Essential Git - All You Need to Know to Use Git Effectively | Jorge Escobar | Skillshare

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Essential Git - All You Need to Know to Use Git Effectively

teacher avatar Jorge Escobar, Technologist, entrepreneur and open source fanatic

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Taught by industry leaders & working professionals
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Watch this class and thousands more

Get unlimited access to every class
Taught by industry leaders & working professionals
Topics include illustration, design, photography, and more

Lessons in This Class

    • 1.



    • 2.

      What is Git


    • 3.

      Installing Git


    • 4.

      Installing GIt on Windows


    • 5.

      Installing Git on Mac


    • 6.

      Checking if Git is Installed Correctly


    • 7.

      Git Fundamentals


    • 8.

      The File Status Lifecycle


    • 9.

      Visual Workflow


    • 10.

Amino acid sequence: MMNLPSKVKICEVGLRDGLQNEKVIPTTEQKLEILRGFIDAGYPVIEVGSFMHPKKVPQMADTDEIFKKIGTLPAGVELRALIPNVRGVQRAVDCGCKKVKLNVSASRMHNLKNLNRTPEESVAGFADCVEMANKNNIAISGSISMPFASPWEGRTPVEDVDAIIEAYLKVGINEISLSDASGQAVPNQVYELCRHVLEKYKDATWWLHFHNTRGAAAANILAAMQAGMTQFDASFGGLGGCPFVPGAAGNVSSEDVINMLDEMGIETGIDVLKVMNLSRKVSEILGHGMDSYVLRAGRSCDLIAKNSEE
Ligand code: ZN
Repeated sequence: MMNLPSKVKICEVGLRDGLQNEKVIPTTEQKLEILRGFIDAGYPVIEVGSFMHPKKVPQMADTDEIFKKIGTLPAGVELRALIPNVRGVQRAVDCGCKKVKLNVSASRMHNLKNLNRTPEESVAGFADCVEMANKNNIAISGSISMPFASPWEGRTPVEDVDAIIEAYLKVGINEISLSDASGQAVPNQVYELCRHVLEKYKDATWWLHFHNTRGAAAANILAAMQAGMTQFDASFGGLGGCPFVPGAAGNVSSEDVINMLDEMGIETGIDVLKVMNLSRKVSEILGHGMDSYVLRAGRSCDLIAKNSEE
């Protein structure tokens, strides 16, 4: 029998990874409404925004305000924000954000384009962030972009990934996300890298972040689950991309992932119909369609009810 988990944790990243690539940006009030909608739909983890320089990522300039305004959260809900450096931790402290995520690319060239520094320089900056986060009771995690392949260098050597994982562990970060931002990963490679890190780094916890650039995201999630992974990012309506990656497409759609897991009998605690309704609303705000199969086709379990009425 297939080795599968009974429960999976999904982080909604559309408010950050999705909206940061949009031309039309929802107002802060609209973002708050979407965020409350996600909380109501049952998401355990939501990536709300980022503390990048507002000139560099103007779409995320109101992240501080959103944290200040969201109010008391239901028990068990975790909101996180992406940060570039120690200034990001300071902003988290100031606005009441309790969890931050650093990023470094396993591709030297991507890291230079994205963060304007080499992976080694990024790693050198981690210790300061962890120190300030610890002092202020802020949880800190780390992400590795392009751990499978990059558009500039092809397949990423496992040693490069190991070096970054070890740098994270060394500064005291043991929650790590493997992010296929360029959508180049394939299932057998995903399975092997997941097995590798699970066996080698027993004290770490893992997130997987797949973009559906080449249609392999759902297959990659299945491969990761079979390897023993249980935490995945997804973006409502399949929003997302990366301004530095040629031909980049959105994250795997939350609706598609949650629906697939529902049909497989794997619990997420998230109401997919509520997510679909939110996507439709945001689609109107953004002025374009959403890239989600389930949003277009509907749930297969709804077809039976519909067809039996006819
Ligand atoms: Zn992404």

Starting with Git


    • 11.

      Basic Operations 1.1


    • 12.

      Basic Operations 1.2


    • 13.

      Basic Operations 1.3


    • 14.

      Basic Operations 1.4


    • 15.

      Basic Operations 1.5


    • 16.

      HIstory of the Project 1.1


    • 17.

      HIstory of the Project 1.2


    • 18.

      HIstory of the Project 1.3


    • 19.

      Other Basic Operations


    • 20.

      Undoing Things


    • 21.

      Unstaging Files


    • 22.

      Introduction to Branching


    • 23.

      The Commit History


    • 24.

      Merging Branches


    • 25.

      Branching in Action


    • 26.

      Merge Conflicts


    • 27.



    • 28.

      Interactive Rebase


    • 29.



    • 30.

      Remote Repositories


    • 31.

      Setting up a Github Account


    • 32.

      Creating SSH Credentials


    • 33.

      Our First Remote Repository


    • 34.

      Remote Repository Operations


    • 35.

      Git Fetch and Git Pull


    • 36.

      Git Remote Branches and Tags


    • 37.



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About This Class


Why spend hours learning all Git and Github? Learn the parts professional developers use and get on with your coding.

This course simply teaches what you *really* need to know about Git. After working professionally with Git for more than 5 years with large and distributed teams, I will show you, step by step and cutting out all the fat, what Git is, what’s the use case behind each feature and how you can use it effectively like most professional web developers use it.

The course starts assuming you know nothing about Git and step by step explains the theory and introduces each command, progressing in a smooth, logical flow.